Grapevine: Tel Aviv - Getaway destination

"Israeli society is at a crossroads: hate and fear or love of Israel and solidarity."

Yesh Atid chairman Yair Lapid (photo credit: REUTERS)
Yesh Atid chairman Yair Lapid
(photo credit: REUTERS)
 ■ THOUGH NOT a representative of the government, Yesh Atid chairman Yair Lapid attended the funeral of Alon Bakal, murdered last Friday in Tel Aviv by an Israeli-Arab gunman. Bakal had been a Yesh Atid activist.
In eulogizing him, Lapid said that like so many other Israelis, he had sat the previous evening reading things Bakal had written.
“Young people don’t write a will; they leave that to old people. But slowly from his writings, a will appeared,” he said.
“He wanted to tell us something. He told us that terror was trying to force us to live lives of hate and fear, and the only response was to live life as he did – full of love for Israel and solidarity. That was his will and that is what he left behind. And that’s our test: How will we behave in the coming days, in the coming months, in the coming years? That is the test he set for us and we must live up to it,” he continued.
“Next to the definition of ‘salt of the earth’ in the dictionary should be a photograph of Alon: a fighter in Golani, a volunteer with Latet and a student of law. That is the kind of person who defines the State of Israel, and so from within this pain, we need to look at ourselves and ask, what did he tell us? He told us that Israeli society is at a crossroads: hate and fear or love of Israel and solidarity. May his memory be a blessing.”
■ THE RECENT travel sections of The New York Times and the London Daily Telegraph each recommended Tel Aviv as a 36-hour weekend getaway.
Debra Kamin, whose article was published in the Times on December 31, wrote: “Young, modern Tel Aviv and ancient Jaffa pulse with energy and combine to offer bustling markets, night clubs and a beachside promenade just right for two wheels.” She went on to describe the pristine beaches, the technical scene and other attractions of a 24/7 city that is “passionately secular and avowedly carefree,” and “where the search for the perfect cup of coffee and a commitment to LGBT pride seems to take precedence over Israel’s complicated politics.” She also wrote about Bauhaus architecture, the Jaffa flea market, bars, restaurants, night clubs and cultural options.
Tom Rowley, writing in the Telegraph on Monday, also praised the beach.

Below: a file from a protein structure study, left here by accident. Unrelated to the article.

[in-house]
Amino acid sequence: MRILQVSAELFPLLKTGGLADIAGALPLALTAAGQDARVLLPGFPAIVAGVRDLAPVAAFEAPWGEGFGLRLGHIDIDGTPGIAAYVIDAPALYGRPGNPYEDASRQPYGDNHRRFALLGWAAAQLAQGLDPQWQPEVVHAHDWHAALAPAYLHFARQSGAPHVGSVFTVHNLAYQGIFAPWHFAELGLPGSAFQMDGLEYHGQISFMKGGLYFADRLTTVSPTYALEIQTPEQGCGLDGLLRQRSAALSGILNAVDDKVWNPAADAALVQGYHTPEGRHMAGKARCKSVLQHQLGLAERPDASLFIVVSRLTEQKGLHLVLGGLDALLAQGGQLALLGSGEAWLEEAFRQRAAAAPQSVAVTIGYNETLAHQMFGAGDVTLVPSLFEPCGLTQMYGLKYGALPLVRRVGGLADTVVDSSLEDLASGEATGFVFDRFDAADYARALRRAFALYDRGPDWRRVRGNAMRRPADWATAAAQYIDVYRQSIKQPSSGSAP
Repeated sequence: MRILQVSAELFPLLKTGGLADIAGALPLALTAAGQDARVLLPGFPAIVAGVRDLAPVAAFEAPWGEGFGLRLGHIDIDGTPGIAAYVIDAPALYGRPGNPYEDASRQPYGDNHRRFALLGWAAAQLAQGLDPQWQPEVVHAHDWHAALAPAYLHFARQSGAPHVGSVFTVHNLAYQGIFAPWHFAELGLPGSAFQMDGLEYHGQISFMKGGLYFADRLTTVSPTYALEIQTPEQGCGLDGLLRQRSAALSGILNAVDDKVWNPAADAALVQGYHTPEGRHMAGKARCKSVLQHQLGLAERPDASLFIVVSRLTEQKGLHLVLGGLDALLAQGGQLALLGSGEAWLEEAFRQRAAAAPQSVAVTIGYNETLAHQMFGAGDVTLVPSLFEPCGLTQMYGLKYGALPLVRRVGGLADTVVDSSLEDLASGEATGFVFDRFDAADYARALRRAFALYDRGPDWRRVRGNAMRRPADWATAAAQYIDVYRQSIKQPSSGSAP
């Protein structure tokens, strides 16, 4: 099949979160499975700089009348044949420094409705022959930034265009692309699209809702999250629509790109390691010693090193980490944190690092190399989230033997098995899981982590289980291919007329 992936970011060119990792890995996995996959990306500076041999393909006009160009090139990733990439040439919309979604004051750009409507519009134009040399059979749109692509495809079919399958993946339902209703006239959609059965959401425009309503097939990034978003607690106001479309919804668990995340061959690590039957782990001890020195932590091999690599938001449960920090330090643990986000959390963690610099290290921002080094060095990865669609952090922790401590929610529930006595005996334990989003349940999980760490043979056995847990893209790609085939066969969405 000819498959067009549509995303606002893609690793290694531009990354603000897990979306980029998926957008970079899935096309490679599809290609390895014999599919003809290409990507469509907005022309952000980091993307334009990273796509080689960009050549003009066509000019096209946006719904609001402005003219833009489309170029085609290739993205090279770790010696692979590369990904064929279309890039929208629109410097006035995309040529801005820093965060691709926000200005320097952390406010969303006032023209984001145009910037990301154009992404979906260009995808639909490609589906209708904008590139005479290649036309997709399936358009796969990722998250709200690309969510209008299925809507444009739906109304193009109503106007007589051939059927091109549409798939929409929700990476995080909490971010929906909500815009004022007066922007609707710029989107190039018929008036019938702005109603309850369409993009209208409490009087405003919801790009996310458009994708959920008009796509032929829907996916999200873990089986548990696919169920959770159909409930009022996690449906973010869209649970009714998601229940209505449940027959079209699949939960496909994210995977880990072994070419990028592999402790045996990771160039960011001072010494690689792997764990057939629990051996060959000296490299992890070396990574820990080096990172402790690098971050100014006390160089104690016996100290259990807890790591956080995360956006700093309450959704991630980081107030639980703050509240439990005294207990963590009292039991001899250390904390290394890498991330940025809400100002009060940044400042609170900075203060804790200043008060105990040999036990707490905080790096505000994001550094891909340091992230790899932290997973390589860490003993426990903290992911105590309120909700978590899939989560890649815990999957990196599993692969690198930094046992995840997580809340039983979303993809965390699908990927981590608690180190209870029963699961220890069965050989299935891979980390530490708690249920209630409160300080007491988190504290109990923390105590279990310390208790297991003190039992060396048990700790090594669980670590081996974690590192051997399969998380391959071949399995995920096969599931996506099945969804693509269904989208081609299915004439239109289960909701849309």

“Israel has never had much of a reputation for its beaches. Except, that is, for Tel Aviv, the antidote to many preconceptions about the country. With miles of sandy shores, Israel’s second city is youthful and laid-back, with a casual dress code, liberal attitude and thriving nightlife.”
Rowley wrote in much the same vein as Kamin, but made the point that it was more than just a destination for young hedonists, writing more about hotels and hotel prices, as well as walking tours. But the point is, his story appeared after Friday’s tragedy, when it could just as easily have been shelved. It signifies that a travel editor in London took what happened as an isolated incident that should not be permitted to infringe on tourism to Tel Aviv.
■ COMING UP on Tuesday, January 19, at the Tel Aviv International Salon for Young Professionals, is a talk by Ambassador Lars Faaborg-Andersen, who has been the subject of several negative allegations in recent weeks. For the record, Faaborg- Andersen, who is head of the European Union delegation to Israel, is not anti-Israel.
In fact, in the 1970s he served as a volunteer at Kibbutz Neot Mordechai. The venue for this event has yet to be announced.
■ PREOCCUPATION WITH Sderot has not dissipated despite the new security challenges confronting Israel. Members of the Israel region of the Young Israel Movement, together with members of the American Friends of Sderot, will travel south on January 27. They will visit an observation point to see where Kassam rockets were launched and tunnels dug in Gaza. They will meet the head of the local hesder yeshiva, Rabbi David Fendel, and partake of refreshments at the Youth Café where Yigal Bracha, head of the youth department of the Sderot Municipality, and Yael Spanglet, who runs the café, will give a briefing. In addition, they will shop in local stores to help improve the town’s economy, meet with residents, and plant trees to help beautify Sderot. Buses will depart from Jerusalem at 9 a.m. and return at 5 p.m.
Cost is NIS 160, or $40, per person. A meat lunch is included. For registration and further information: (02) 650-5924 or 054-945-2868.
■ WHEREVER ONE looks in Israel, one finds the fingerprints of Yitzhak Tshuva, be it through his El Ad Group or Delek Group, his former Phoenix Holdings (which he sold toward the end of last year), or any of his other companies dealing in energy, real estate and insurance. One of his Delek Group subsidiaries, Ad 120, which specializes in sheltered housing for senior citizens, just won a tender from the Israel Land Authority to build a 220-unit facility in Modi’in. This will be the fourth link in the Ad 120 chain, which has similar facilities in Tel Aviv, Hod Hasharon and Rishon Lezion. Many retirees from English-speaking countries who want to live close to their children and grandchildren will probably be among the buyers of units in Modi’in, which has a relatively large Anglo community of young families.